ISSN (Print) - 0012-9976 | ISSN (Online) - 2349-8846

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A Case Study of Punjab

Dangerous Cooking Using Unsafe Fuels

Despite the efforts of the Indian government to make available and promote clean fuels, the use of cow dung cakes and other traditional fuels continues unabated. A survey conducted in two districts of Punjab reveals that both poor and well-off sections of society use solid biomass for various reasons, and women suffer from various health problems due to the inhalation of smoke released from the burning of these fuels. Policies need to be put in place to ensure the affordability of clean fuels, and people should be made aware of the adverse effects of this practice on health and the environment.

Through targeted subsidy schemes regarding clean fuel, India has laid the ground for affordable, secure and clean energy during the last five years. Despite arduous efforts of the ruling government, rural regions of India are still in the grip of dangerous cooking. In 2011–12, the National Sample Survey Office’s 68th round disclosed that more than 66% of the households in rural India relied on firewood and cow dung cakes to fulfill their cooking fuel needs. Since the passage of time, the figures remain rigid, as reported by National Family Health Survey (NFHS) (IIPS 2015–16). Besides this, the picture of usage of solid biomass in rural Punjab is outrageous. As per the NFHS report of 2015–16 (IIPS 2015–16), 75.2% households in rural Punjab depend on traditional biomass. Ironically, 99% use traditional cook stoves (open chulha), and this is a direct indicator of the limited access to cleaner energy options.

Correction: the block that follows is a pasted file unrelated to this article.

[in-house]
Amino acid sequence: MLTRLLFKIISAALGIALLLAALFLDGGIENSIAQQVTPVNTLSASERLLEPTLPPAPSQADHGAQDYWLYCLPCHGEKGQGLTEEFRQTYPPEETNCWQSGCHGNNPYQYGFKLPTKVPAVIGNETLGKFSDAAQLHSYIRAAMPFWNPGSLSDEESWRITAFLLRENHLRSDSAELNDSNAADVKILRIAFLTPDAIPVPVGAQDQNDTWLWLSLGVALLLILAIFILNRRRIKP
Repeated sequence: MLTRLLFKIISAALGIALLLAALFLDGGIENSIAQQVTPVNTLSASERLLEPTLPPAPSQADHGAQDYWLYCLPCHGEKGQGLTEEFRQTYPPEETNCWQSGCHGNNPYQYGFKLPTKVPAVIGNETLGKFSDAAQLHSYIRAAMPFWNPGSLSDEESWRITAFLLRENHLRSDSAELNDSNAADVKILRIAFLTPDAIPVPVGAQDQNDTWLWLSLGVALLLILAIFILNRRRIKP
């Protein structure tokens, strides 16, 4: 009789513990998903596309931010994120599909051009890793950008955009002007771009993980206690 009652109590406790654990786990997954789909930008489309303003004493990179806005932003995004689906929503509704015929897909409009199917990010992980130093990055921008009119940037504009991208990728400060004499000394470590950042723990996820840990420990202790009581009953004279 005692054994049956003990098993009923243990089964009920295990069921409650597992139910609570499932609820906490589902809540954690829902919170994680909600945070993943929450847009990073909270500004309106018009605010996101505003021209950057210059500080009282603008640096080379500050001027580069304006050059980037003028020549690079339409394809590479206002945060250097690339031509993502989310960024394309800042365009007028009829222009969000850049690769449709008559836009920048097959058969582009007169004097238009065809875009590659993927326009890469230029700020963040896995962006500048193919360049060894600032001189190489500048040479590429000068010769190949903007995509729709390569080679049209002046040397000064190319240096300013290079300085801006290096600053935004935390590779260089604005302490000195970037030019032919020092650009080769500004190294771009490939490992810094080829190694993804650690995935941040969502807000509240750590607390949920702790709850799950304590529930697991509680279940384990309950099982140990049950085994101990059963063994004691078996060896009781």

The government has made prominent efforts to provide liquefied petroleum gas (LPG) connections to 7.7 crore households across India through the Pradhan Mantri Ujjwala Yojana (PMUY) (Patnaik et al 2019). Moreover, it also states that 94% of the households now have an LPG connection. Yet, the ground reality is different from above stated figures, especially in Punjab. Despite knowing the socio-economic cost of burning cow dung cakes, households persistently use solid biomass due to financial and other constraints, as well as certain illogical beliefs. Moreover, the inefficient combustion of cow dung cakes in open space produces umpteen number of toxic pollutants, like fine particulate matter and carbon monoxide, which ultimately add to the burden of non-communicable diseases (NCDs) and household air pollution (HAP).

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Updated On : 20th Mar, 2021

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